Figure 3: Parathion degradation process

Key organisms

Hexachlorocyclohexane Degrading Bacteria

Several bacteria that are able to degrade hexachlorocyclohexane under aerobic condition have been isolated and characterized from the HCH contaminated soil (Gupta et al. 2000). Only some organisms have fully proposed mechanisms that describe the process of HCH degradation (Camacho-Pérez et al. 2012). • Bacillus circulans • Bacillus brevis • Sphingomonas paucimobilis

Parathion Degrading Bacteria

Pseudomonas sp. is one major organism found to degrade and use parathion as a source of energy and nutrients (Singh and Walker 2006). • Pseudomonas stutzeri • Pseudomonas aeruginosa

Current Research

Conditions for degrading parathion

Different conditions are examined to determine the best environment for increasing the efficiency of p-nitrophenol degradation by a common parathion degrader, Pseudomonas aeruginosa (Zheng et al. 2009). The addition of ammonium chloride as a nitrogen source increases the p-nitrophenol degradation, but the addition of glucose as a carbon source decreases the p-nitrophenol degradation (Zheng et al. 2009).

Effect of pesticide on microbial community composition

Different pesticides have been shown to promote or inhibit the growth of certain soil microorganisms in either aerobic or anaerobic conditions (Lo 2010). This may be helpful to identify possible pesticide degraders and the efficiency of the degradation of pesticides.


[1] Arias-Este´vez, M., Lo´pez-Periago, E., Martı´nez-Carballo, E., Simal-Ga´ndara, J., Mejuto, J., and Garcı´a-Rı´o, L. “The mobility and degradation of pesticides in soils and the pollution of groundwater resources.” Agriculture, Ecosystems and Environment, 2008, 123: 247–260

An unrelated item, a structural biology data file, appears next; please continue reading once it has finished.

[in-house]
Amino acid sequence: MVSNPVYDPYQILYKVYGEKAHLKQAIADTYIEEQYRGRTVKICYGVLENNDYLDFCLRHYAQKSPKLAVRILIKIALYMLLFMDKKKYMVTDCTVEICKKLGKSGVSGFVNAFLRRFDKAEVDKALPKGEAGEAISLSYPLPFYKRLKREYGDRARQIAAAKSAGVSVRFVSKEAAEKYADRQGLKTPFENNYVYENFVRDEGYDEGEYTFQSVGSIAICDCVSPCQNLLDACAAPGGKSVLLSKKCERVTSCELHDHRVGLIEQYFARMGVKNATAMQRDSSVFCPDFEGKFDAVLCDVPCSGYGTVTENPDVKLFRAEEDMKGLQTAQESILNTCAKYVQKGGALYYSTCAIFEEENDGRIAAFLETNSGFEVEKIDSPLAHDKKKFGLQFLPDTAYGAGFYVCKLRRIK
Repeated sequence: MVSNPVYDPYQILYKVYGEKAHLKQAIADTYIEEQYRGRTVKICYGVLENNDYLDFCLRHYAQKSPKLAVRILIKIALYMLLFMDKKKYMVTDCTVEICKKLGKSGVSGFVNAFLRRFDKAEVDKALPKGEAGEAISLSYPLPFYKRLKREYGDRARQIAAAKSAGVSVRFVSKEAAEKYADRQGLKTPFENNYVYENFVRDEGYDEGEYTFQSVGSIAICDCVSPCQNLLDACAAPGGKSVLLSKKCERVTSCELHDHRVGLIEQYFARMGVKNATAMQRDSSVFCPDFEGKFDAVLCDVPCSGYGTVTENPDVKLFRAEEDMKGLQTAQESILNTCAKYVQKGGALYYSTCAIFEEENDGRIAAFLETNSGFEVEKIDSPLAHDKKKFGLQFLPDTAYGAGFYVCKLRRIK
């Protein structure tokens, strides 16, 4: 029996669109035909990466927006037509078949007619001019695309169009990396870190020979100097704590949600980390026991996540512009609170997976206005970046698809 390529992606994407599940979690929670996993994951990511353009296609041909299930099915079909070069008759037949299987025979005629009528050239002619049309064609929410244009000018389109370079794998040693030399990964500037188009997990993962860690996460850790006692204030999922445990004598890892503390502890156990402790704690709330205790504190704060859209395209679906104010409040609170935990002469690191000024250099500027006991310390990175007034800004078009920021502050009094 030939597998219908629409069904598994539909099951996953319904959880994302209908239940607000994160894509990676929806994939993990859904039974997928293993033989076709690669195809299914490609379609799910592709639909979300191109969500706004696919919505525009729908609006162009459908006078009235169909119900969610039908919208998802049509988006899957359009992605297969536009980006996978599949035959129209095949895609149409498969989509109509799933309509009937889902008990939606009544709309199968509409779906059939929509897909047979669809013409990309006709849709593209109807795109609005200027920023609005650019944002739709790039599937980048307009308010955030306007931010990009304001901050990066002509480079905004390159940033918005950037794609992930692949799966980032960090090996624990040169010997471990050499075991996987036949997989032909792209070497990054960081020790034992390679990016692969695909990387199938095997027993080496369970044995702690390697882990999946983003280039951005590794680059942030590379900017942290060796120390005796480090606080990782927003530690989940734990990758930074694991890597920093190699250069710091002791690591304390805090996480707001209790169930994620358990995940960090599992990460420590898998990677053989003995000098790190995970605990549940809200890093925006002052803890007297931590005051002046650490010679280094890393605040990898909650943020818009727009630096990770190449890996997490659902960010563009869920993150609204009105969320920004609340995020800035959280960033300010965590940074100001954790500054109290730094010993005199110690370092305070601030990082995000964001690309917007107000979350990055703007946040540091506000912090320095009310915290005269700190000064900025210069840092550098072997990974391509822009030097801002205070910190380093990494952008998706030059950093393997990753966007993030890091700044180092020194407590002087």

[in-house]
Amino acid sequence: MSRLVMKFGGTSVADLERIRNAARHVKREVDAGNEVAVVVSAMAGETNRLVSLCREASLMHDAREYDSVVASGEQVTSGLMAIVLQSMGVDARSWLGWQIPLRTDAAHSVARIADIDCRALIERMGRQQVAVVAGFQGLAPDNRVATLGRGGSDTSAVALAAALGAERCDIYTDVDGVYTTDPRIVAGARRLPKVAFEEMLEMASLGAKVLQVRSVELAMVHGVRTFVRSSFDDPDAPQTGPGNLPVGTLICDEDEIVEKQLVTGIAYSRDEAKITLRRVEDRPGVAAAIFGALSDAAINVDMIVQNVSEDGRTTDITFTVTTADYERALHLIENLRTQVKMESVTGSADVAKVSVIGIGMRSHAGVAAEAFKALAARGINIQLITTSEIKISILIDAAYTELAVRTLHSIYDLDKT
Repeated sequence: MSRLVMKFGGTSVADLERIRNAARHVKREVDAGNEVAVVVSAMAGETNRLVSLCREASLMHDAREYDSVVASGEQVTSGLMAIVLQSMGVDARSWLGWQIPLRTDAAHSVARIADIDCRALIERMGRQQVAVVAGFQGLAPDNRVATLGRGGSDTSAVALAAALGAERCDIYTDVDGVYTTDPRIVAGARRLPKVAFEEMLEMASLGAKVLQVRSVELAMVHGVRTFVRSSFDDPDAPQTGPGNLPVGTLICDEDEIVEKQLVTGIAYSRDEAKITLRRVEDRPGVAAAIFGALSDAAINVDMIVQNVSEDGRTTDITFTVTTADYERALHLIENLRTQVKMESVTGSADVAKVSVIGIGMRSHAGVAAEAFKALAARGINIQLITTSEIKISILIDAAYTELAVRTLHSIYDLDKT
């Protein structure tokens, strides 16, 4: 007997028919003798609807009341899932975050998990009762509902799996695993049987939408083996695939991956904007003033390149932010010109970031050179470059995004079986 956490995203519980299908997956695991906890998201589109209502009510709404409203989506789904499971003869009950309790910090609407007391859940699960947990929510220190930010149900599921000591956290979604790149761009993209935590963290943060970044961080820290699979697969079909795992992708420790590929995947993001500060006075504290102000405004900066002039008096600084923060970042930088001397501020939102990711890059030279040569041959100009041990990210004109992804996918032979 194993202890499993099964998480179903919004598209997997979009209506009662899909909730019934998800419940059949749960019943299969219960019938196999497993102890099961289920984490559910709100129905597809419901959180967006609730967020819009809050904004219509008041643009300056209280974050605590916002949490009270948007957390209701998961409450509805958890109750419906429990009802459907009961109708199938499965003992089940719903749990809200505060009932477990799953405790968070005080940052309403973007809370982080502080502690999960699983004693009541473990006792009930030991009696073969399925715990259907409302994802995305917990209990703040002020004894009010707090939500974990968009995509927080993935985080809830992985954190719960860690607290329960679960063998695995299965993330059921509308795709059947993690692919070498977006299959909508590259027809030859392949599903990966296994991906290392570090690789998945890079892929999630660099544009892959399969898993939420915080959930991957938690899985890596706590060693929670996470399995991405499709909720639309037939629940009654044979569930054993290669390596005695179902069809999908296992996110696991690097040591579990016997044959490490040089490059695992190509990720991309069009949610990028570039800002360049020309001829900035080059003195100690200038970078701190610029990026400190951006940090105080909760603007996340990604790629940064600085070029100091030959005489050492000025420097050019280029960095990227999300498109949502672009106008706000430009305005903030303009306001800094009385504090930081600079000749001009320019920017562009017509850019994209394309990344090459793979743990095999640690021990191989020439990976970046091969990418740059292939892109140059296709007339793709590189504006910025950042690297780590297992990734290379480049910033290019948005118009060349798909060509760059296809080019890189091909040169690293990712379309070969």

[2] Camacho-Pérez, B., Ríos-Leal, E., Rinderknecht-Seijas, N., and Poggi-Varaldo, H.M. “Enzymes involved in the biodegradation of hexachlorocyclohexane: A mini review.” Journal of Environmental Management, 2012, 95: 5306-5318

[3] Chaudhary, P., Kumar, M., Khangarot, B.S., and Kumar, A. “Degradation and detoxification of hexachlorocyclohexane isomers by Pseudomonas aeruginosa ITRC-5.” International Biodeterioration & Biodegradation, 2006, 57:107–113

[4] Cruz, S., Lino, C., and Silveira, M. I. “Evaluation of organochlorine pesticide residues in human serum from an urban and two rural populations in Portugal.” The Science of the Total Environment, 2003, 317:23-35

[5] Gupta, A,. Kaushik, C.P., and Kaushik, A. “Degradation of hexachlorocyclohexane (HCH; a, b, g and d) by Bacillus circulans and Bacillus brevis isolated from soil contaminated with HCH.” Soil Biology & Biochemistry, 2000, 32:1803-1805

[6]Hussain, S., Siddique, T., Siddique, M., Arshad, M., and Khalid, A. “Impact of Pesticides on Soil Microbial Diversity, Enzymes, and Biochemical Reactions.” Advances in Agronomy, 2009, 102: 159-200

[7] Kanekar, P.P., Bhadbhade, B., Deshpande, M.N., and Sarnaik, S.S. “Biodegradation of organophosphorous pesticides.” Indian National Science Academy, 2004, 70: 57-70

[8] Singh, B.K., and Walker, A. “Microbial degradation of organophosphorus compounds.” Federation of European Microbiological Societies, 2006, 30: 428-471

[9] Zheng, Y., Liu, D., Xu, S., Yuan, Y., and Xiong, Li. “Kinetics and mechanisms of p-nitrophenol biodegradation by Pseudomonas aeruginosa HS-D38.” Journal of Environmental Sciences, 2009, 21: 1194-1199.

[10] Lo, C. C. “Effect of pesticides on soil microbial community.” Journal of Environmental Science and Health, 2010, 45: 348-359.